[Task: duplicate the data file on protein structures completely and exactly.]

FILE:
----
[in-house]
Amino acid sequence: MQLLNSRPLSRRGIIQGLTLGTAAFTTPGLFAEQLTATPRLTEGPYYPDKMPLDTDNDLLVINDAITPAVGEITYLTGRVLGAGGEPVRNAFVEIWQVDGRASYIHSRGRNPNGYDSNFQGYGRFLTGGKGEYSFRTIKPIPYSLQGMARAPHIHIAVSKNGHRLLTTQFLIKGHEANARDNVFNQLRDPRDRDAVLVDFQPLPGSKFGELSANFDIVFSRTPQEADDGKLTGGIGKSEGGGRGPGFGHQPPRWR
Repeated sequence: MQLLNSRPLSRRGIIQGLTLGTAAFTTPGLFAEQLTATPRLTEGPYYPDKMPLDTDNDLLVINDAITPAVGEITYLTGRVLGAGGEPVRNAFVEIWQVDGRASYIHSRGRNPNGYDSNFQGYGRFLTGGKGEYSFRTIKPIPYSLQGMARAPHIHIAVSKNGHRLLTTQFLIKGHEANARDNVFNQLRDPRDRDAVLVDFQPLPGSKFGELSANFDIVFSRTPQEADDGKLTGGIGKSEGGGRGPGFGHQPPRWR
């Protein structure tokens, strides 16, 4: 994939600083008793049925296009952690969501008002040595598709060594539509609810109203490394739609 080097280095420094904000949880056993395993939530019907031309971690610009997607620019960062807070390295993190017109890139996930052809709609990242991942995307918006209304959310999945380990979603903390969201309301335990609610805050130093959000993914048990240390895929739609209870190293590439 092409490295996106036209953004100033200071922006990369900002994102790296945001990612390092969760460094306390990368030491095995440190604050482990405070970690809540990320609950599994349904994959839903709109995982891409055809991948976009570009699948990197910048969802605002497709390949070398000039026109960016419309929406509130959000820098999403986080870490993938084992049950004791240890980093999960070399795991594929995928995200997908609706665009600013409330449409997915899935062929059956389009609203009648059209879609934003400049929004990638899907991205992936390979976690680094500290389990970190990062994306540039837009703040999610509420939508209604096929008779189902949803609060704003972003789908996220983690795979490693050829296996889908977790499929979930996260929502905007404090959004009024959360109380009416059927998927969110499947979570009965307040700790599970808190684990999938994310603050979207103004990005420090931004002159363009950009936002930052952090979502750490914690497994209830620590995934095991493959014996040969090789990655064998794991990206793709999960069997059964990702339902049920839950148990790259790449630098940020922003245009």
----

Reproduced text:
[in-house]
Amino acid sequence: MQLLNSRPLSRRGIIQGLTLGTAAFTTPGLFAEQLTATPRLTEGPYYPDKMPLDTDNDLLVINDAITPAVGEITYLTGRVLGAGGEPVRNAFVEIWQVDGRASYIHSRGRNPNGYDSNFQGYGRFLTGGKGEYSFRTIKPIPYSLQGMARAPHIHIAVSKNGHRLLTTQFLIKGHEANARDNVFNQLRDPRDRDAVLVDFQPLPGSKFGELSANFDIVFSRTPQEADDGKLTGGIGKSEGGGRGPGFGHQPPRWR
Repeated sequence: MQLLNSRPLSRRGIIQGLTLGTAAFTTPGLFAEQLTATPRLTEGPYYPDKMPLDTDNDLLVINDAITPAVGEITYLTGRVLGAGGEPVRNAFVEIWQVDGRASYIHSRGRNPNGYDSNFQGYGRFLTGGKGEYSFRTIKPIPYSLQGMARAPHIHIAVSKNGHRLLTTQFLIKGHEANARDNVFNQLRDPRDRDAVLVDFQPLPGSKFGELSANFDIVFSRTPQEADDGKLTGGIGKSEGGGRGPGFGHQPPRWR
């Protein structure tokens, strides 16, 4: 994939600083008793049925296009952690969501008002040595598709060594539509609810109203490394739609 080097280095420094904000949880056993395993939530019907031309971690610009997607620019960062807070390295993190017109890139996930052809709609990242991942995307918006209304959310999945380990979603903390969201309301335990609610805050130093959000993914048990240390895929739609209870190293590439 092409490295996106036209953004100033200071922006990369900002994102790296945001990612390092969760460094306390990368030491095995440190604050482990405070970690809540990320609950599994349904994959839903709109995982891409055809991948976009570009699948990197910048969802605002497709390949070398000039026109960016419309929406509130959000820098999403986080870490993938084992049950004791240890980093999960070399795991594929995928995200997908609706665009600013409330449409997915899935062929059956389009609203009648059209879609934003400049929004990638899907991205992936390979976690680094500290389990970190990062994306540039837009703040999610509420939508209604096929008779189902949803609060704003972003789908996220983690795979490693050829296996889908977790499929979930996260929502905007404090959004009024959360109380009416059927998927969110499947979570009965307040700790599970808190684990999938994310603050979207103004990005420090931004002159363009950009936002930052952090979502750490914690497994209830620590995934095991493959014996040969090789990655064998794991990206793709999960069997059964990702339902049920839950148990790259790449630098940020922003245009």